May 2011 Journal

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Seder in Bombay in 1944

In 1938 my parents, like many other Jews in Vienna, were frantically searching for a country that would issue a visa to let us in. One couldn’t just turn up at a border and claim to be an ‘asylum seeker’ - though goodness knows we were! Although all the countries of the world had different opinions on nearly everything, they were unanimous in not wanting any Jewish refugees. The wry joke of thumbing through the school atlas, coming to the end, and then asking ‘Where else is there?’ was not really funny.

There were a few loopholes. It was possible to go to Shanghai without a visa, or one could try for a domestic service post in England, or one could try to bribe a member of one of the South American consulates known to be open to offers. We looked on these possibilities as a last resort because, while various other approaches had already failed, we had become hopeful that, through friends of relatives, we might obtain visas for British India (as it then was). As it turned out, it was well into 1939, past Kristallnacht and all that went with it, before the visas arrived. We could then commence the ordeal of paying the Reichsfluchtsteuer, obtaining police clearance and getting a passport so that the precious visa could be stamped in. We must have been among the last people who were able to leave Vienna before the doors slammed shut - we arrived in Bombay on 24 August 1939, nine days before the war broke out.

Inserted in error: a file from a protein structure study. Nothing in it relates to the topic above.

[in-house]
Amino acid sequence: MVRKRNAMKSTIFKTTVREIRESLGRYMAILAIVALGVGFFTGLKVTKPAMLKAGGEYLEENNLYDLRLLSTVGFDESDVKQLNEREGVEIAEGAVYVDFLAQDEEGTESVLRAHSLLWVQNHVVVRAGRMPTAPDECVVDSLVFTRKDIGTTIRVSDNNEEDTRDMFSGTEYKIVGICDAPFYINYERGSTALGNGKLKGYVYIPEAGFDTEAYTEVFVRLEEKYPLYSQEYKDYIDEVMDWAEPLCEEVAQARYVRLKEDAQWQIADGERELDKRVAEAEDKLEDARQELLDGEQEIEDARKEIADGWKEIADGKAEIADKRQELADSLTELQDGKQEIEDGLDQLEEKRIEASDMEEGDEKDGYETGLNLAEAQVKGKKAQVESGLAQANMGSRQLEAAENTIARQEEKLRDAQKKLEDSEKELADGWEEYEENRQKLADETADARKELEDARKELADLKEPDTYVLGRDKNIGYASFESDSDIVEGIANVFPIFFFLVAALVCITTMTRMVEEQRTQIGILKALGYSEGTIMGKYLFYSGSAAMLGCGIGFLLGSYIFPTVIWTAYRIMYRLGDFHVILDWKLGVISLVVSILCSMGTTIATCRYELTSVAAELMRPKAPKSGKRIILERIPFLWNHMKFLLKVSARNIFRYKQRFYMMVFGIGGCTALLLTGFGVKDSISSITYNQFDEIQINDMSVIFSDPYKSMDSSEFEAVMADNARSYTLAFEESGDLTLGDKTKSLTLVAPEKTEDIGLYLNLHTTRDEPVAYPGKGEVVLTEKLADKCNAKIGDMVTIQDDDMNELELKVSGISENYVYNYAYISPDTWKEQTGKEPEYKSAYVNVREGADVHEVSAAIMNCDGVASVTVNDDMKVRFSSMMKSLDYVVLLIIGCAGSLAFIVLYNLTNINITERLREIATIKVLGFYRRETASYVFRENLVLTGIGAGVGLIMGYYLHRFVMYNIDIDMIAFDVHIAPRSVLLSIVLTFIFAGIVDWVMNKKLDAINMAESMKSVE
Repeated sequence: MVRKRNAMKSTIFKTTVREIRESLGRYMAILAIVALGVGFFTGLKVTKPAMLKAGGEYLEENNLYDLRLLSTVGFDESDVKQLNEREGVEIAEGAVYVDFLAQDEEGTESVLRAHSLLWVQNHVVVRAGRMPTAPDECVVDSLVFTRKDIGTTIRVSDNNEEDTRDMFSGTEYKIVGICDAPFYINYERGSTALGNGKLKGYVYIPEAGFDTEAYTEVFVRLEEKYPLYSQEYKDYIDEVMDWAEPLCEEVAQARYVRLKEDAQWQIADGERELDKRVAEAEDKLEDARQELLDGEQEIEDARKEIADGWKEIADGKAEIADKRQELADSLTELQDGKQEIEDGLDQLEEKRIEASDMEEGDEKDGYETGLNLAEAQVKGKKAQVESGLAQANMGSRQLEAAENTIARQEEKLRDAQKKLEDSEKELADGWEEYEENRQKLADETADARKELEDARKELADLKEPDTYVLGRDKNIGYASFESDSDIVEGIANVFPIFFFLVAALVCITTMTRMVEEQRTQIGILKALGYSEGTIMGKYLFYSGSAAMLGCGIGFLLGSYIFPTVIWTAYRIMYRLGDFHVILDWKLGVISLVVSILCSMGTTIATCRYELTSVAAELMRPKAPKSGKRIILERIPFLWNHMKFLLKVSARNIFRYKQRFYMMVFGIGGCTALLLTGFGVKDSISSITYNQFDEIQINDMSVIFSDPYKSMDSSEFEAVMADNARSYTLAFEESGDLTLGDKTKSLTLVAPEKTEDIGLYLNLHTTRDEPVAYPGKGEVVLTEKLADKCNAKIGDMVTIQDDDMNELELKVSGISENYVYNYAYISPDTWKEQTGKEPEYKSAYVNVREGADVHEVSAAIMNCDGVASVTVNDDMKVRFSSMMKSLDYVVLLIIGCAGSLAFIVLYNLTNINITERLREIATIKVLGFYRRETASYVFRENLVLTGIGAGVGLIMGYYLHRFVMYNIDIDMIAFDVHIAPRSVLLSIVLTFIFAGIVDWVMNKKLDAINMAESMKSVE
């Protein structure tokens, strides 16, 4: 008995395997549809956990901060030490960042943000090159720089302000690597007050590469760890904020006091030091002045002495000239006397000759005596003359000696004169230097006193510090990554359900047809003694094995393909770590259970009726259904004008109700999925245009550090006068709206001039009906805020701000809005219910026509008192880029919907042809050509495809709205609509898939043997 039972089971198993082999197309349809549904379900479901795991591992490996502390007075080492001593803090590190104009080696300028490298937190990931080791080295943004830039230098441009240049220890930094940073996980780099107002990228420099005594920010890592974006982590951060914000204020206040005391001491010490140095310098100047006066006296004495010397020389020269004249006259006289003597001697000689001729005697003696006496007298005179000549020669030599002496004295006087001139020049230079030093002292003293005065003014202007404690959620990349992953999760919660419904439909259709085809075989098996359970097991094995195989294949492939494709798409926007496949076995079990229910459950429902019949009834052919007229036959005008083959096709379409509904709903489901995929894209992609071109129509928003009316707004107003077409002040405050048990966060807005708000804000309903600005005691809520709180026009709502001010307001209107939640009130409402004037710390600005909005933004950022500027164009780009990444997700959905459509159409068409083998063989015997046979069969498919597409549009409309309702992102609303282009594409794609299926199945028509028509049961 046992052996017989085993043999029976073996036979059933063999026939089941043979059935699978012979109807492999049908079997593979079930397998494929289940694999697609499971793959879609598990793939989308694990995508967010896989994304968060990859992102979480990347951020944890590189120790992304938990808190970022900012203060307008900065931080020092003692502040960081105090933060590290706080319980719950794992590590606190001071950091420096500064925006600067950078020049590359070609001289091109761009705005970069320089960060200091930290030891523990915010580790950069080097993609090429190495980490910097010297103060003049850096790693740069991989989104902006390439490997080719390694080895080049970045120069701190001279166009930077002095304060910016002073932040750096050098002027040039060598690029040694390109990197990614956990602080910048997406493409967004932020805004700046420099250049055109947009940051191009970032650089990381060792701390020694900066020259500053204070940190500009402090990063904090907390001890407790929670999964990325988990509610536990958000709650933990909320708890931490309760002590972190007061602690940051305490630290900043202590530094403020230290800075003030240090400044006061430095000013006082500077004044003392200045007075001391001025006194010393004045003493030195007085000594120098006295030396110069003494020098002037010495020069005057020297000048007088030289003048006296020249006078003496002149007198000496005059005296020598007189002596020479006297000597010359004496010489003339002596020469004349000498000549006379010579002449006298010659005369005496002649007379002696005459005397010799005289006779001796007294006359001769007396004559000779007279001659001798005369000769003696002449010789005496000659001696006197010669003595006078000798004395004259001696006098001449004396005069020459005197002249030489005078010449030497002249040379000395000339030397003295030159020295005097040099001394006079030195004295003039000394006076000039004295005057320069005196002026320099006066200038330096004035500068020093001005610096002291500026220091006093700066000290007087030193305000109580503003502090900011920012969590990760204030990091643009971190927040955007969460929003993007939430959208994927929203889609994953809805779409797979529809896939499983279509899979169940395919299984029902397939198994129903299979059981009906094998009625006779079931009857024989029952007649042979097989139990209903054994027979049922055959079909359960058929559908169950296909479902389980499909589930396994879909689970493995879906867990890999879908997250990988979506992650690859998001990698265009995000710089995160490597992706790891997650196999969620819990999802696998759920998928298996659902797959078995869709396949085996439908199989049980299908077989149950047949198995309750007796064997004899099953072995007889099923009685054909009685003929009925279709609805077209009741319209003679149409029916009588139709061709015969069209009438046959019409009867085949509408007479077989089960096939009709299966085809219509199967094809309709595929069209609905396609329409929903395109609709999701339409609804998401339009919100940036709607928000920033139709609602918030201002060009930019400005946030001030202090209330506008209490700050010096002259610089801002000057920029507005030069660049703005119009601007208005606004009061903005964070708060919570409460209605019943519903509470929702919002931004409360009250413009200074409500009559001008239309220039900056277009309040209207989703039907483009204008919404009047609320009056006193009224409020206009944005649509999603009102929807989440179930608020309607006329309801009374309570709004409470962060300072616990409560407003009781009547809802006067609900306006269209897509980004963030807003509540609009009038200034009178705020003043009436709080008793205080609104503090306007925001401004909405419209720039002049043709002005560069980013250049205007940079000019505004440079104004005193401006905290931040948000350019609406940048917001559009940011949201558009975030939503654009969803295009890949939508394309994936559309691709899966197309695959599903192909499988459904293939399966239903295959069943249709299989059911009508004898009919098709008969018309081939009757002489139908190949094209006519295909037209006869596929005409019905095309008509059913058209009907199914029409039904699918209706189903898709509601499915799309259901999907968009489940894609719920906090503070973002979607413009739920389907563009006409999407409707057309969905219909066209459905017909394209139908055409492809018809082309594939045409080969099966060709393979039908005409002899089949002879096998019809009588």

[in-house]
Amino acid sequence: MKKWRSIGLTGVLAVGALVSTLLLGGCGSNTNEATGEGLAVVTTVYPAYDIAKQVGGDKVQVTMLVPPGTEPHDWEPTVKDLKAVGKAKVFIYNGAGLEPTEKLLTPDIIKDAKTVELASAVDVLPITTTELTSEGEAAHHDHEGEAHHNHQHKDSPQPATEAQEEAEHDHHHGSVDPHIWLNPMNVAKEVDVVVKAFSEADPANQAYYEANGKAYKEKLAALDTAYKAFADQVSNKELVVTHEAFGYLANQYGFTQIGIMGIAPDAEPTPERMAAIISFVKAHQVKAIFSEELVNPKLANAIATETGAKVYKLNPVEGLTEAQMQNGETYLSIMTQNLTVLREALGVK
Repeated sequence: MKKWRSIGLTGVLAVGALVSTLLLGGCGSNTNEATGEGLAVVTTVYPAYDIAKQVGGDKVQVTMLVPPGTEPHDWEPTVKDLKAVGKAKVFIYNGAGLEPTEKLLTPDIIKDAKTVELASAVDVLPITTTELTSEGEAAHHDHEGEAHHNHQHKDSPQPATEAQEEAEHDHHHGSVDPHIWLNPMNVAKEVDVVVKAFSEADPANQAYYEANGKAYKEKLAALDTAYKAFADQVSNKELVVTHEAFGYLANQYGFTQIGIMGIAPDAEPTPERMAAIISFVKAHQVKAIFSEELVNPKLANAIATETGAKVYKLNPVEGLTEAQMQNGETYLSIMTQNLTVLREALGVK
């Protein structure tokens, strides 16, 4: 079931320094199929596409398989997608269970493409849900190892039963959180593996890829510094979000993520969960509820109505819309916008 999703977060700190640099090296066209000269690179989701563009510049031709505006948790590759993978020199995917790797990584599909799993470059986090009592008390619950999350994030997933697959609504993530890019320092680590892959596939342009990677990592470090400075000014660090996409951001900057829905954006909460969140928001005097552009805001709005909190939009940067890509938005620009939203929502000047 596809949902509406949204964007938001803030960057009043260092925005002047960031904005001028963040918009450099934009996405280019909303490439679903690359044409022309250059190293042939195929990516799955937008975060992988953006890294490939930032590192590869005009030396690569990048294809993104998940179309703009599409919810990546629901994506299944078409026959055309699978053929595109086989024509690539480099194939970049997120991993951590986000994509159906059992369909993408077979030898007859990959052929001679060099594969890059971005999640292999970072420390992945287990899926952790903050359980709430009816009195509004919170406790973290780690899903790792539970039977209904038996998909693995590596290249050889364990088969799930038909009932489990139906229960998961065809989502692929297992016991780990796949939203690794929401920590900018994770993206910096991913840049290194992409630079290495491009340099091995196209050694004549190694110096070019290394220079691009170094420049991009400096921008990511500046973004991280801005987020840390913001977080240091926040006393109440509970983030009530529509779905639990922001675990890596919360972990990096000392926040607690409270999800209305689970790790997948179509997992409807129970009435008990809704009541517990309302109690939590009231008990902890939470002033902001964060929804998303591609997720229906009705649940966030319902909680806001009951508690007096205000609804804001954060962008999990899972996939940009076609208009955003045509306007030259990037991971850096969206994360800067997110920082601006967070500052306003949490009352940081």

There were several hundred German and Austrian Jews in India, many of whom had come some time earlier to fill senior medical, commercial or technical posts. Some of the established residents were quite prosperous and tried to help the more hard-pressed recent arrivals by forming the Jewish Relief Association. The Association also enlisted support from the Baghdadi Jewish community, some of whom were very wealthy indeed (the various branches of the Sassoon family were eminent members).